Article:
The law of this State is that an employer of labor is required to exercise ordinary care in providing employees with reasonably safe methods and means to do the work for which they are employed. Thus, in Noble v. Lumber Co., 151 N. C., 76, it is said: “It is elementary learning that it is the duty of the master to furnish his servant a reasonably safe method, as far as practicable, for doing his work.” Again, in Terrell v. Washington, 158 N. C., 282, it is held: “The master fails to supply a safe place for work if he allows work to be conducted there in a manner needlessly dangerous to servants.” To the same effect is the ruling in Tate v. Mirror Co., 165 N. C., 273, as follows; “Whether it was practical for the defendant to use any other device than a metal pipe for the purpose of insuring safety to its employee, and whether ordinary prudence required the use of it, were questions for the jury, which were properly submitted to them. If the situation called for the use of a different device, and this would have appeared to the ordinarily careful man, under the same circumstances, it was the duty of the defendant to supply it, instead of needlessly subjecting his servant to danger.” The opinion of the Court, quoting from Smith v. Baker, A. C., 325, proceeds: “An employer is bound to carry on his operations so as not to subject those employed by him to unnecessary risk, and he is not less responsible to his workmen for personal injury occasioned by a defective system of using machinery than for injury caused by defect in the machinery itself.” Thomas v. Lawrence, 189 N. C., 521.
The trial judge submitted this phase of the case squarely to the jury in the following charge: “It was the duty of the defendant in the exercise of ordinary care to provide its servants and employees with reasonably safe places and safe tools and appliances to work with, and to *482provide them with reasonably safe methods and means to do the work for which they are employed and in which they are engaged.”
In view of the method of cutting the pipe adopted by the defendant, could a reasonably prudent person in the exercise of due care have foreseen that injury was likely to occur? It is not essential that the particular injury could have been foreseen, but that some injury was likely to flow from the method used in performing the work. This principle of liability first announced in Drum v. Miller, 135 N. C., 204, flows through the decisions without a break, but with increasing volume. Hall v. Rinehart, 192 N. C., 706. This phase of the case was also properly presented to the jury by the trial judge. The case of Rogers v. Mfg. Co., 157 N. C., 484, is similar in principle to the case at bar. In that case splinters and pieces of wood flew out of the machine injuring plaintiff. The Court said: “If the flying out of the chip was caused by the absence of the shield or hood, and the jury should further find that this would have been prevented by the use of the shield or hood, and the failure to provide such was want of reasonable care on the part of the defendant, it would be liable.”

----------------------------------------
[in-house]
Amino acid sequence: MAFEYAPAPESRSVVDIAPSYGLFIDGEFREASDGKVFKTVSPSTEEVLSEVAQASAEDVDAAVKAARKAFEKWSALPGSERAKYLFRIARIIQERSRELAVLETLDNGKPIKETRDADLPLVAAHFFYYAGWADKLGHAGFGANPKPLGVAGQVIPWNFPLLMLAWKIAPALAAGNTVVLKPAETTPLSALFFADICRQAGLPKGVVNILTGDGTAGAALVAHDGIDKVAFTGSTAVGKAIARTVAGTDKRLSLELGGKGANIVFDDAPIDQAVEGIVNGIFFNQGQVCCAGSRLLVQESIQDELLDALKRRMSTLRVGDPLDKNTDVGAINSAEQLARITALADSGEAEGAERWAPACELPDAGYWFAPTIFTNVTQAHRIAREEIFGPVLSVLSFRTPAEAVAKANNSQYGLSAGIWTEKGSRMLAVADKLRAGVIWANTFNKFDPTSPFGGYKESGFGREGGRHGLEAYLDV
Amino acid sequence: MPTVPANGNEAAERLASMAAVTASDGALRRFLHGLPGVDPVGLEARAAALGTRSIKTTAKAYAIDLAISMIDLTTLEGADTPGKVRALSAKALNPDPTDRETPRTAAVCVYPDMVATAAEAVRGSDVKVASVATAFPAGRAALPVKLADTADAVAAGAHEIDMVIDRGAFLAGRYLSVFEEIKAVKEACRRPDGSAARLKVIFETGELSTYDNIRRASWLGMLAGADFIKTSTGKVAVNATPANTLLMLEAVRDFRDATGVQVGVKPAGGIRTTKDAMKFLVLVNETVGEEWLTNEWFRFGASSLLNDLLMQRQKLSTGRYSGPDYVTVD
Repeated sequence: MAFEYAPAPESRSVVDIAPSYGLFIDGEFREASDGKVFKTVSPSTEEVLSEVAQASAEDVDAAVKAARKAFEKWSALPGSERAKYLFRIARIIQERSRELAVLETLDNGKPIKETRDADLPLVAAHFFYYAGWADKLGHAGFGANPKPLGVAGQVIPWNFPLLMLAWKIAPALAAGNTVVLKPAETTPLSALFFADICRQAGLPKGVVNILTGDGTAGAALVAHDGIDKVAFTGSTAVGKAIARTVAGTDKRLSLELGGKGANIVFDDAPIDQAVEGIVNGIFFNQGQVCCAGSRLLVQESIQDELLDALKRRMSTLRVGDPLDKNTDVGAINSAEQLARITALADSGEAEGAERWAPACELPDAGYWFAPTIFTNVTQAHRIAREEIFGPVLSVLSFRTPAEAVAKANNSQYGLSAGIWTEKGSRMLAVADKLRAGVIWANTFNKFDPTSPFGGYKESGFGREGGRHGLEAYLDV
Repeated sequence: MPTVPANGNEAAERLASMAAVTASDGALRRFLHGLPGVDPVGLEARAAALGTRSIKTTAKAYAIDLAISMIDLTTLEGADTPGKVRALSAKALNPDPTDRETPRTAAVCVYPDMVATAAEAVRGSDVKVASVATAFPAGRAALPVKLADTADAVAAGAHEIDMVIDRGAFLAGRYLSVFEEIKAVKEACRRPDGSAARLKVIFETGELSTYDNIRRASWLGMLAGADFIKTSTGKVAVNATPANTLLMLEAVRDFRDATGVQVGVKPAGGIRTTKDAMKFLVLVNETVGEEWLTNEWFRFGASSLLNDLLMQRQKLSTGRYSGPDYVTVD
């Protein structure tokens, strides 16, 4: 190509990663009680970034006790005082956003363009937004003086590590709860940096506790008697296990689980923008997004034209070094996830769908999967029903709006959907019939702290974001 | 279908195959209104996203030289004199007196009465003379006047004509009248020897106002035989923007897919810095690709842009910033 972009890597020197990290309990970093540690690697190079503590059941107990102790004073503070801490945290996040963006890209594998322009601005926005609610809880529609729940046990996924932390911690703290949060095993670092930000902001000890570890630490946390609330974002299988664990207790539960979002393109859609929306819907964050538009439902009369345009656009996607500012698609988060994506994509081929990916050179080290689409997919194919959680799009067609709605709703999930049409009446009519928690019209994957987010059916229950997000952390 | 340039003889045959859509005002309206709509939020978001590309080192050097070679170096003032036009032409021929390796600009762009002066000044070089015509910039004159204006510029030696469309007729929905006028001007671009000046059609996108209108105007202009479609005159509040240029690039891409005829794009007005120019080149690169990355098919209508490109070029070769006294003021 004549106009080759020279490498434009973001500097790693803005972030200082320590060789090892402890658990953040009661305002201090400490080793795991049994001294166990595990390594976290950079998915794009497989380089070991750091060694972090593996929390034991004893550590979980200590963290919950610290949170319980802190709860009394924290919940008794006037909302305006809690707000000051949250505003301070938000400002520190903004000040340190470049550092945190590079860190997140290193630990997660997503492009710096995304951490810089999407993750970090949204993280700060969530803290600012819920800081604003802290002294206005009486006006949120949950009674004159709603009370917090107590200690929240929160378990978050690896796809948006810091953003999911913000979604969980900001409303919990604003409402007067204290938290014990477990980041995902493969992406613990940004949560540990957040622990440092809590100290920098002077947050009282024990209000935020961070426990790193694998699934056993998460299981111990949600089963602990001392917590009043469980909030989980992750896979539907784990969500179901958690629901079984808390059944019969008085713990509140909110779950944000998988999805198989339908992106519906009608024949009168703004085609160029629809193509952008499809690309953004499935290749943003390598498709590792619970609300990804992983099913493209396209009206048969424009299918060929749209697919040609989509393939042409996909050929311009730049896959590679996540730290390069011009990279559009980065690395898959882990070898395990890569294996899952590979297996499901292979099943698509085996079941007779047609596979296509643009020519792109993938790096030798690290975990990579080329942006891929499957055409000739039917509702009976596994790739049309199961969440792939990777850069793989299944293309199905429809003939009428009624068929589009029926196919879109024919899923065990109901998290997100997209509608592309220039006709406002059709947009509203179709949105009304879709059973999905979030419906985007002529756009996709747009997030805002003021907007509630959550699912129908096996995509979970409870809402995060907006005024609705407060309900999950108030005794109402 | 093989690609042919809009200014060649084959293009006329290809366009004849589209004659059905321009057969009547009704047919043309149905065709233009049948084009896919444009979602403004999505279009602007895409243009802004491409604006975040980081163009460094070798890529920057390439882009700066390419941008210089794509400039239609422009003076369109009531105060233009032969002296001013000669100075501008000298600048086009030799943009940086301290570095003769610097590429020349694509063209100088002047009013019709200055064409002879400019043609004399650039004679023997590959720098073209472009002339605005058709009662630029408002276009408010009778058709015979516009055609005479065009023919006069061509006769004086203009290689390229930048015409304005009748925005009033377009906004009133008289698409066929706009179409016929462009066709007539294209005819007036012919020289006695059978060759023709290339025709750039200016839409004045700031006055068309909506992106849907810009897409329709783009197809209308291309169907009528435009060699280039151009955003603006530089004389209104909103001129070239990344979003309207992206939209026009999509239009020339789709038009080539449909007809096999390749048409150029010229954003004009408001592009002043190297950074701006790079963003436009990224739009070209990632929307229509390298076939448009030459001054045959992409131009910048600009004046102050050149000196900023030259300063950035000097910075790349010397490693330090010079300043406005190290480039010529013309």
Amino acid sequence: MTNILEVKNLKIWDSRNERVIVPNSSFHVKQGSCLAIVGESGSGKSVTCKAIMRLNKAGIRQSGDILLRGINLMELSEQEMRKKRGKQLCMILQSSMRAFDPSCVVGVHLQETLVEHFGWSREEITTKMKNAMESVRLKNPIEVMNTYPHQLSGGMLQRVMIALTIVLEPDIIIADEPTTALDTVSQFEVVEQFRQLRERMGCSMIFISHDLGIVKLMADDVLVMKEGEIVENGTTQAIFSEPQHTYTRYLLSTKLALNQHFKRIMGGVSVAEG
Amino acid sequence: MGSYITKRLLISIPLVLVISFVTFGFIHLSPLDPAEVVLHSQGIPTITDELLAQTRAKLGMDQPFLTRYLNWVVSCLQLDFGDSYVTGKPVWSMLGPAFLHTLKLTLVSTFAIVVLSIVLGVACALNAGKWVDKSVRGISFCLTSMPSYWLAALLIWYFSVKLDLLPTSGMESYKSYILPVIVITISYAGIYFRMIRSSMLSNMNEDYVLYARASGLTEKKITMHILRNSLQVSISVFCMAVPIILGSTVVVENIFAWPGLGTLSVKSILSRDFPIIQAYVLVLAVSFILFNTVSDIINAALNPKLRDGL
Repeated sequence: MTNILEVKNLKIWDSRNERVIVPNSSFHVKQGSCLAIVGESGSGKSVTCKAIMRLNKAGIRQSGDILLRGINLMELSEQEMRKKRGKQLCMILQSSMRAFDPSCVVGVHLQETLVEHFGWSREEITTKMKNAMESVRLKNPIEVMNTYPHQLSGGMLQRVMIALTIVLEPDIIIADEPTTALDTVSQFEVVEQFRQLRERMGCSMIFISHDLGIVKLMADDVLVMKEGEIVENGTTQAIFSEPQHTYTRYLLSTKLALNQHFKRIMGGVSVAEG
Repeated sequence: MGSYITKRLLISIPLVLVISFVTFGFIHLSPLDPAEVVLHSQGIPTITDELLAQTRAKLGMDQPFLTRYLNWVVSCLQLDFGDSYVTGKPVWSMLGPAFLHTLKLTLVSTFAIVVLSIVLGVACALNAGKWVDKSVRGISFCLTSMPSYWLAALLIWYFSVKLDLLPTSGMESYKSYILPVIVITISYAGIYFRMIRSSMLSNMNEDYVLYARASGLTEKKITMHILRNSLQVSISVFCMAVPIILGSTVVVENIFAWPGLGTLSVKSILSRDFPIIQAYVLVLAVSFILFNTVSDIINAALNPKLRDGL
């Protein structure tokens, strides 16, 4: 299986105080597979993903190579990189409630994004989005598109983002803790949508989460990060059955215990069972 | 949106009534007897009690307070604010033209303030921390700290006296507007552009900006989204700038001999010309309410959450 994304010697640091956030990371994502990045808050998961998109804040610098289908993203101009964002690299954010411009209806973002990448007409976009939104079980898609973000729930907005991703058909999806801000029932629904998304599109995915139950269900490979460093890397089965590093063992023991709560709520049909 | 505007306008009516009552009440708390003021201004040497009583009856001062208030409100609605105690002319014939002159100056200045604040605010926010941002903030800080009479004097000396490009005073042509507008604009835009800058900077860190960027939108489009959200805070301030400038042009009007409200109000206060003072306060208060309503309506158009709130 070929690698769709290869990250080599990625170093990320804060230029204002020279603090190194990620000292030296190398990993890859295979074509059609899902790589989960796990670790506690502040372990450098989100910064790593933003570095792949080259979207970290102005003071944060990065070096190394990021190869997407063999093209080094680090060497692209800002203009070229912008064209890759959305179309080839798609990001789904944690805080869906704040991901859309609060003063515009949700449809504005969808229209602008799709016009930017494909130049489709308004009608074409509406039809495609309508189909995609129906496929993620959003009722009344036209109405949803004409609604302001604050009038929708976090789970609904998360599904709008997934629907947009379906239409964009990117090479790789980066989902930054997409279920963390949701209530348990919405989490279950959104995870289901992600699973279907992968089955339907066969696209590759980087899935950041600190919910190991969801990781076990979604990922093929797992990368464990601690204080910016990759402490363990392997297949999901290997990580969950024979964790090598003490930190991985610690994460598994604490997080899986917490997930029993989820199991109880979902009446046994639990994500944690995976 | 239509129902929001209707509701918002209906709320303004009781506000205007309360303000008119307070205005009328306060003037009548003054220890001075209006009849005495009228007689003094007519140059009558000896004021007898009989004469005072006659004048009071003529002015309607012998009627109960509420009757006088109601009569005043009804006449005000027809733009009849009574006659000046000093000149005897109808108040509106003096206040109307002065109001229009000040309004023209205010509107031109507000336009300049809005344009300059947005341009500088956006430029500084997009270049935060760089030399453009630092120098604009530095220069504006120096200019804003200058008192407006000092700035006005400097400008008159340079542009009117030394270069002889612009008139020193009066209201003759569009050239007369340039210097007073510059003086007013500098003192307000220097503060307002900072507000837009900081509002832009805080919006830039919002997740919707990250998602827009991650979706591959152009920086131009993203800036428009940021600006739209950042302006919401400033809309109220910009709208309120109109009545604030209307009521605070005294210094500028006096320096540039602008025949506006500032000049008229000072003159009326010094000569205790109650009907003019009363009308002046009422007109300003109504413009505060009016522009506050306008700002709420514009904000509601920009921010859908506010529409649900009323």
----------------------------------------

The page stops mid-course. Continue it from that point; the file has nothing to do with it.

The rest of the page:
So, in the present case, if a lighter hammer or hack-saw, or goggles to protect the eyes of the workman, should have been provided in the exercise of that prevision which the law requires, or if a person of ordinary prudence could reasonably foresee or anticipate that injury would likely flow from the method employed, the defendant would be liable. The controverted questions and issues were submitted to the jury under a fair and comprehensive charge, and the judgment is upheld.
The defendant excepted to the testimony of one of its witnesses on cross-examination to the effect that goggles had been provided for employees after the injury. Nothing else appearing, this evidence was incompetent. Shelton v. R. R., 193 N. C., 670. But the record discloses that the same witness on direct examination testified that: “The wearing of goggles is not customary and usual in the kind of work in which the plaintiff was engaged at the time of his injury. . . . The wearing of goggles by men working under the circumstances such as the plaintiff was working at the time of the injury would make the work more dangerous, . '. . and it is not practicable to use goggles in work of this kind.” It was, therefore, proper on cross-examination to contradict this witness by showing that, although he contended that the use of goggles was impracticable, still he had thereafter provided goggles for employees. The objection, therefore, to this evidence cannot be sustained. Shelton v. R. R., supra.
The record discloses that the cause was tried in accordance with the established principles of law, and the judgment is affirmed.